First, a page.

According to Food and Agriculture Organization of the United Nations (FAO), about 30% of world food production for human consumption is wasted. In the EU, about 123 kg of food per person per year is wasted, with high variance among EU countries. Most of EU food waste (42%) is generated at home, 39% is generated by manufacturing and processing activities, 14% by restaurants and canteens, and 5% by retailers.

The JRC calculates statistics on food waste and avoidable food waste per country, based on JRC methods related to water, nitrogen, energy, and greenhouse gas footprints. Understanding what, why, and how much consumers waste is essential to find solutions that reduce excessive waste of resources. The JRC is also working on defining, from a lifecycle perspective, the best way to recover and prevent residual food waste. Its findings are also used in other production and consumption contexts, for example in the European Food Sustainable Consumption and Production Round Table initiative, and food-related PEF pilots.

Critical Raw Materials

The Raw Materials Initiative highlights the importance of ensuring undistorted and reliable access to raw materials for the EU economy. The JRC is supporting the Directorate-General for Internal Market, Industry, Entrepreneurship and SMEs in the review and update of the methodology to identify raw materials that a) have a high risk of potential supply disruption and b) have significant potential consequences as a result of a disruption to the EU economy.  In this context, the JRC also facilitates the EU Raw Materials Knowledge Base, particularly through the Raw Materials Information System.

The JRC provides inputs through material flow analysis and lifecycle assessment, both at a general level and for selected raw materials. This includes promoting methods to help better analyse information on raw material use with tools such as lifecycle assessment, to help identify where, and to which extent, critical raw materials may be used in supply chains and/or are recovered from waste as secondary raw materials. Such analyses also help focus efforts to promote the use of selected materials in ecodesign, ecolabelling, and other instruments to help avoid trade-offs.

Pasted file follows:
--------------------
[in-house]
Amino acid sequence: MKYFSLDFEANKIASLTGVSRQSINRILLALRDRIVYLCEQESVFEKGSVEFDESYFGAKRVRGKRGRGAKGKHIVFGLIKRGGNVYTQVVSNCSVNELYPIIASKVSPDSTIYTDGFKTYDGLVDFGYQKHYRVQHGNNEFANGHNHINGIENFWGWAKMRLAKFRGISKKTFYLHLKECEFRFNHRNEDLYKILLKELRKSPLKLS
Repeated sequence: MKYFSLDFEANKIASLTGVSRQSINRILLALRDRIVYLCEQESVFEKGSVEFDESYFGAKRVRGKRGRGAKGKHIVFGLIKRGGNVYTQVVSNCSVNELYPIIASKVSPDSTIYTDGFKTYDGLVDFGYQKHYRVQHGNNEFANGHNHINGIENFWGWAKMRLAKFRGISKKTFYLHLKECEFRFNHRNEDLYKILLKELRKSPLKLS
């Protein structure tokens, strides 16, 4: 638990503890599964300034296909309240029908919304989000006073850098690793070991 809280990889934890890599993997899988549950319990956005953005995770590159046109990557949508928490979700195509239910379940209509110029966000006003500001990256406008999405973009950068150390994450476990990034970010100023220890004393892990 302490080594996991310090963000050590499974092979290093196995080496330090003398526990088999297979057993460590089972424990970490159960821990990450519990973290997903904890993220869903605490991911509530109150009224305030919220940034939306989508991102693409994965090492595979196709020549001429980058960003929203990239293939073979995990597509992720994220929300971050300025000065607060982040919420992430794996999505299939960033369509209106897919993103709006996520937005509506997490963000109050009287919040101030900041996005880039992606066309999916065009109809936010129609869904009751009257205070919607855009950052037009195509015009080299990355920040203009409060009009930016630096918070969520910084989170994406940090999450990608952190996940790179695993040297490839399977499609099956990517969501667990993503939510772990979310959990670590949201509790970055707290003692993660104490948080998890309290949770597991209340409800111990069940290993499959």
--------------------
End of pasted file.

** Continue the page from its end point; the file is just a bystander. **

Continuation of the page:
In response, the JRC is developing lifecycle-based methodologies for the systematic consideration of critical raw materials (CRM) in product supply chains. These methods help track the flow of CRMs in the economy, and assess the environmental impacts of their extraction, use and end-of-life processes. The methods build on proposals for product policy criteria and on existing lifecycle assessment methods. Insights are provided at the micro- and macro scales using lifecycle-based indicators. The JRC has also established links with other research bodies in an effort to jointly improve current methods for criticality evaluation and the periodical revision of the EU CRM list.

Accessibility of the critical raw materials in end-of-life products can also be ensured by Ecodesign measures (see Product design).

Biomass and bio-based products

The Bioeconomy Strategy and its Action Plan (COM(2012) 60 final) aim to pave the way to a more innovative, resource-efficient and competitive society that reconciles food security with the sustainable use of renewable resources for industrial purposes, while ensuring environmental protection. The Action Plan foresees the establishment of a Bioeconomy Observatory that will regularly assess the progress and impact of the bioeconomy and develop forward-looking modelling tools. The importance of biomass and bio-based products has been re-iterated by the recent Circular Economy package.